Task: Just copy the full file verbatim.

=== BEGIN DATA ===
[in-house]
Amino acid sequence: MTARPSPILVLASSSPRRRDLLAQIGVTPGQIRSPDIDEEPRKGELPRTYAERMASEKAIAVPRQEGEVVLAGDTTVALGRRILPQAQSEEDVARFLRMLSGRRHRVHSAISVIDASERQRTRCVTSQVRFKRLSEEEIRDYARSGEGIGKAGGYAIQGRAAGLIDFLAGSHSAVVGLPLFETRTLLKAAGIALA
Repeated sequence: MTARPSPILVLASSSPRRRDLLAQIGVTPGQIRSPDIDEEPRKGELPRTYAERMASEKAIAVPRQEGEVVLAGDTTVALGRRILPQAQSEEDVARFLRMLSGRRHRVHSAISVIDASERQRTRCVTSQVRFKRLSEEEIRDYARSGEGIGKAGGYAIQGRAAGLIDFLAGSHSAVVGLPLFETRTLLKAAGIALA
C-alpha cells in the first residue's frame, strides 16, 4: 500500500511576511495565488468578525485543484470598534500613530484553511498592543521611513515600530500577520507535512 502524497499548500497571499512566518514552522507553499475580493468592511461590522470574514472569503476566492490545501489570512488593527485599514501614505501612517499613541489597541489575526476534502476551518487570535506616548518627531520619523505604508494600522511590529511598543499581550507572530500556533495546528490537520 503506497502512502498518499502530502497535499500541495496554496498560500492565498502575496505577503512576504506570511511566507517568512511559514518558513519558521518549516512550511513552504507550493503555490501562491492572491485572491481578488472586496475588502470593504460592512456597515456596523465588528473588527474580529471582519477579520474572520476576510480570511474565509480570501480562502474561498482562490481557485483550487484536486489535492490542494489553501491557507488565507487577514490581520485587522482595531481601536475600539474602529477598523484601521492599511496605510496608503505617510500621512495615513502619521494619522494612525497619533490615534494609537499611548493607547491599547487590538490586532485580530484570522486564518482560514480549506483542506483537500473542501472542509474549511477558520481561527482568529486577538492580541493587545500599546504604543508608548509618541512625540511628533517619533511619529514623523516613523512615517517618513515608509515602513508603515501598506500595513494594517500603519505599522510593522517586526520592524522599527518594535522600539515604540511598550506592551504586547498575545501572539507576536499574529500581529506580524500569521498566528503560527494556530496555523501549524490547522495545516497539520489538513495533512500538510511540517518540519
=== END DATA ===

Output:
[in-house]
Amino acid sequence: MTARPSPILVLASSSPRRRDLLAQIGVTPGQIRSPDIDEEPRKGELPRTYAERMASEKAIAVPRQEGEVVLAGDTTVALGRRILPQAQSEEDVARFLRMLSGRRHRVHSAISVIDASERQRTRCVTSQVRFKRLSEEEIRDYARSGEGIGKAGGYAIQGRAAGLIDFLAGSHSAVVGLPLFETRTLLKAAGIALA
Repeated sequence: MTARPSPILVLASSSPRRRDLLAQIGVTPGQIRSPDIDEEPRKGELPRTYAERMASEKAIAVPRQEGEVVLAGDTTVALGRRILPQAQSEEDVARFLRMLSGRRHRVHSAISVIDASERQRTRCVTSQVRFKRLSEEEIRDYARSGEGIGKAGGYAIQGRAAGLIDFLAGSHSAVVGLPLFETRTLLKAAGIALA
C-alpha cells in the first residue's frame, strides 16, 4: 500500500511576511495565488468578525485543484470598534500613530484553511498592543521611513515600530500577520507535512 502524497499548500497571499512566518514552522507553499475580493468592511461590522470574514472569503476566492490545501489570512488593527485599514501614505501612517499613541489597541489575526476534502476551518487570535506616548518627531520619523505604508494600522511590529511598543499581550507572530500556533495546528490537520 503506497502512502498518499502530502497535499500541495496554496498560500492565498502575496505577503512576504506570511511566507517568512511559514518558513519558521518549516512550511513552504507550493503555490501562491492572491485572491481578488472586496475588502470593504460592512456597515456596523465588528473588527474580529471582519477579520474572520476576510480570511474565509480570501480562502474561498482562490481557485483550487484536486489535492490542494489553501491557507488565507487577514490581520485587522482595531481601536475600539474602529477598523484601521492599511496605510496608503505617510500621512495615513502619521494619522494612525497619533490615534494609537499611548493607547491599547487590538490586532485580530484570522486564518482560514480549506483542506483537500473542501472542509474549511477558520481561527482568529486577538492580541493587545500599546504604543508608548509618541512625540511628533517619533511619529514623523516613523512615517517618513515608509515602513508603515501598506500595513494594517500603519505599522510593522517586526520592524522599527518594535522600539515604540511598550506592551504586547498575545501572539507576536499574529500581529506580524500569521498566528503560527494556530496555523501549524490547522495545516497539520489538513495533512500538510511540517518540519